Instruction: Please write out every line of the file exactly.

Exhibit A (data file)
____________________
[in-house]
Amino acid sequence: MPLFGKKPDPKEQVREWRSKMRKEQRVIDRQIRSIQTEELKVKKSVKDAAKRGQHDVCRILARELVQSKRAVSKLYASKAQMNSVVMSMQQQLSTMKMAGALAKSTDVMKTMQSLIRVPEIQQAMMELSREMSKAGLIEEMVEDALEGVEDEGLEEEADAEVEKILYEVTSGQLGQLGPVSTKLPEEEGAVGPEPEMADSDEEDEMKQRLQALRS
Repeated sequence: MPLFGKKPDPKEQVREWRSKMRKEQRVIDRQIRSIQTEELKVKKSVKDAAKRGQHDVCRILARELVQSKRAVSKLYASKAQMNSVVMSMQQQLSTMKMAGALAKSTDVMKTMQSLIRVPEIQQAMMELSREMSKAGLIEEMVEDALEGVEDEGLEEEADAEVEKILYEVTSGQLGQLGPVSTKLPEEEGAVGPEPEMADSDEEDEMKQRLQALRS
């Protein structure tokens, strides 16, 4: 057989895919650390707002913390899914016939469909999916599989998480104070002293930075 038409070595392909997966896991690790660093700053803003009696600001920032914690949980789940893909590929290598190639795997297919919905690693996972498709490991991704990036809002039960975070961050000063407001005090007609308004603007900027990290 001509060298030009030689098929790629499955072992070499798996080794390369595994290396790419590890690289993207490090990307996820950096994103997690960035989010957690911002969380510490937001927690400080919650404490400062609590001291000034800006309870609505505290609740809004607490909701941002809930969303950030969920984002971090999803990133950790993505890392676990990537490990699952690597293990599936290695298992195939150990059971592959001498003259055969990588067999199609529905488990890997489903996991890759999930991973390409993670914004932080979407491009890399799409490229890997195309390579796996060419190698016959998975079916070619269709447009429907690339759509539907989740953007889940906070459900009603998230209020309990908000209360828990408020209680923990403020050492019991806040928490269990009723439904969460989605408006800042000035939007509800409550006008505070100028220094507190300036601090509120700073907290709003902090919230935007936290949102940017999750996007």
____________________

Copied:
[in-house]
Amino acid sequence: MPLFGKKPDPKEQVREWRSKMRKEQRVIDRQIRSIQTEELKVKKSVKDAAKRGQHDVCRILARELVQSKRAVSKLYASKAQMNSVVMSMQQQLSTMKMAGALAKSTDVMKTMQSLIRVPEIQQAMMELSREMSKAGLIEEMVEDALEGVEDEGLEEEADAEVEKILYEVTSGQLGQLGPVSTKLPEEEGAVGPEPEMADSDEEDEMKQRLQALRS
Repeated sequence: MPLFGKKPDPKEQVREWRSKMRKEQRVIDRQIRSIQTEELKVKKSVKDAAKRGQHDVCRILARELVQSKRAVSKLYASKAQMNSVVMSMQQQLSTMKMAGALAKSTDVMKTMQSLIRVPEIQQAMMELSREMSKAGLIEEMVEDALEGVEDEGLEEEADAEVEKILYEVTSGQLGQLGPVSTKLPEEEGAVGPEPEMADSDEEDEMKQRLQALRS
């Protein structure tokens, strides 16, 4: 057989895919650390707002913390899914016939469909999916599989998480104070002293930075 038409070595392909997966896991690790660093700053803003009696600001920032914690949980789940893909590929290598190639795997297919919905690693996972498709490991991704990036809002039960975070961050000063407001005090007609308004603007900027990290 001509060298030009030689098929790629499955072992070499798996080794390369595994290396790419590890690289993207490090990307996820950096994103997690960035989010957690911002969380510490937001927690400080919650404490400062609590001291000034800006309870609505505290609740809004607490909701941002809930969303950030969920984002971090999803990133950790993505890392676990990537490990699952690597293990599936290695298992195939150990059971592959001498003259055969990588067999199609529905488990890997489903996991890759999930991973390409993670914004932080979407491009890399799409490229890997195309390579796996060419190698016959998975079916070619269709447009429907690339759509539907989740953007889940906070459900009603998230209020309990908000209360828990408020209680923990403020050492019991806040928490269990009723439904969460989605408006800042000035939007509800409550006008505070100028220094507190300036601090509120700073907290709003902090919230935007936290949102940017999750996007």